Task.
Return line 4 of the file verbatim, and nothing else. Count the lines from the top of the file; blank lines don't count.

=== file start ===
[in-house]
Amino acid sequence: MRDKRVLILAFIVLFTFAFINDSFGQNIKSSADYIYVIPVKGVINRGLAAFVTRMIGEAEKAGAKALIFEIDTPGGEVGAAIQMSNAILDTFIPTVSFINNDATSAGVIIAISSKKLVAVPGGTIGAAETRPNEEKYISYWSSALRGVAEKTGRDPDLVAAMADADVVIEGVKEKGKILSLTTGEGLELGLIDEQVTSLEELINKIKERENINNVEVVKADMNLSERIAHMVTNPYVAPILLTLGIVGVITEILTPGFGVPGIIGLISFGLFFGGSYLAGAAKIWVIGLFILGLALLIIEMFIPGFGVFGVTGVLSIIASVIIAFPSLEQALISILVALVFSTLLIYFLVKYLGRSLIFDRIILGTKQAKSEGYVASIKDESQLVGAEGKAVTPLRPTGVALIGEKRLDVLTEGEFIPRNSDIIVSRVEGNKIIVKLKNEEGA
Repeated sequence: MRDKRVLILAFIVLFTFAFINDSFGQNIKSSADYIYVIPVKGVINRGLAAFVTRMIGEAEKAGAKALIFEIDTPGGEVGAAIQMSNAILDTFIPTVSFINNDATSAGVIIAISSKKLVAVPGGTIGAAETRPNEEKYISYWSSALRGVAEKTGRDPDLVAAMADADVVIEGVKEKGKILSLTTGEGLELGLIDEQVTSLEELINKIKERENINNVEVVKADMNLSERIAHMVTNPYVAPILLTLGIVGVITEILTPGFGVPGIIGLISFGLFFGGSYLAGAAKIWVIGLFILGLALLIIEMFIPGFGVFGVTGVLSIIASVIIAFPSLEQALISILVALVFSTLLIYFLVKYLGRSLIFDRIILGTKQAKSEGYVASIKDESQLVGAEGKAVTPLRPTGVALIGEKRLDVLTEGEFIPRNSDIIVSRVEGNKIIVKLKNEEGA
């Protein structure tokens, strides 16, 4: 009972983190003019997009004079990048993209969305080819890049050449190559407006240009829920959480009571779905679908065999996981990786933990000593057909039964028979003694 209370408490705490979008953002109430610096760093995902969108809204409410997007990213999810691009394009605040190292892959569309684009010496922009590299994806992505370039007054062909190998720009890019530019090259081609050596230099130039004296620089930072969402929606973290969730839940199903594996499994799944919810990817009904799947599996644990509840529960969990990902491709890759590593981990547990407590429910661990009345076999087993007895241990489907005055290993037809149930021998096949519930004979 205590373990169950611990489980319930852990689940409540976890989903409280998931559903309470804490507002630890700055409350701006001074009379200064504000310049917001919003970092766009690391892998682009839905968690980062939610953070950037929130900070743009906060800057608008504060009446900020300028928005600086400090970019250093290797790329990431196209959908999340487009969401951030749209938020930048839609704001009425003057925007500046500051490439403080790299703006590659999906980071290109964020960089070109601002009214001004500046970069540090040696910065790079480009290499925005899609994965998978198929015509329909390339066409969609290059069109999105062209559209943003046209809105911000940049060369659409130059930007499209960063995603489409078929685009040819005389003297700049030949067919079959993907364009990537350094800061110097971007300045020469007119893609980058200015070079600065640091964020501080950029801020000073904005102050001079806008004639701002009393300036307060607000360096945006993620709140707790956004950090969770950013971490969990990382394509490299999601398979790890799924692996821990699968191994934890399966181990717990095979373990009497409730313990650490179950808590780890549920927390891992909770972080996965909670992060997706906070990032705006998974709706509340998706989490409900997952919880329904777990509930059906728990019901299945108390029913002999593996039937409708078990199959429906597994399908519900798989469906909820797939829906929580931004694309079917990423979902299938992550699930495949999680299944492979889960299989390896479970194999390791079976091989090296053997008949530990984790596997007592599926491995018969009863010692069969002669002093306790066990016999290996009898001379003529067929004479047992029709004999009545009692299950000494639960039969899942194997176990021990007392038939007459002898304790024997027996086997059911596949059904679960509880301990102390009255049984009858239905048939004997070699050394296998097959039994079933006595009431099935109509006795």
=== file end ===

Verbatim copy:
């Protein structure tokens, strides 16, 4: 009972983190003019997009004079990048993209969305080819890049050449190559407006240009829920959480009571779905679908065999996981990786933990000593057909039964028979003694 209370408490705490979008953002109430610096760093995902969108809204409410997007990213999810691009394009605040190292892959569309684009010496922009590299994806992505370039007054062909190998720009890019530019090259081609050596230099130039004296620089930072969402929606973290969730839940199903594996499994799944919810990817009904799947599996644990509840529960969990990902491709890759590593981990547990407590429910661990009345076999087993007895241990489907005055290993037809149930021998096949519930004979 205590373990169950611990489980319930852990689940409540976890989903409280998931559903309470804490507002630890700055409350701006001074009379200064504000310049917001919003970092766009690391892998682009839905968690980062939610953070950037929130900070743009906060800057608008504060009446900020300028928005600086400090970019250093290797790329990431196209959908999340487009969401951030749209938020930048839609704001009425003057925007500046500051490439403080790299703006590659999906980071290109964020960089070109601002009214001004500046970069540090040696910065790079480009290499925005899609994965998978198929015509329909390339066409969609290059069109999105062209559209943003046209809105911000940049060369659409130059930007499209960063995603489409078929685009040819005389003297700049030949067919079959993907364009990537350094800061110097971007300045020469007119893609980058200015070079600065640091964020501080950029801020000073904005102050001079806008004639701002009393300036307060607000360096945006993620709140707790956004950090969770950013971490969990990382394509490299999601398979790890799924692996821990699968191994934890399966181990717990095979373990009497409730313990650490179950808590780890549920927390891992909770972080996965909670992060997706906070990032705006998974709706509340998706989490409900997952919880329904777990509930059906728990019901299945108390029913002999593996039937409708078990199959429906597994399908519900798989469906909820797939829906929580931004694309079917990423979902299938992550699930495949999680299944492979889960299989390896479970194999390791079976091989090296053997008949530990984790596997007592599926491995018969009863010692069969002669002093306790066990016999290996009898001379003529067929004479047992029709004999009545009692299950000494639960039969899942194997176990021990007392038939007459002898304790024997027996086997059911596949059904679960509880301990102390009255049984009858239905048939004997070699050394296998097959039994079933006595009431099935109509006795």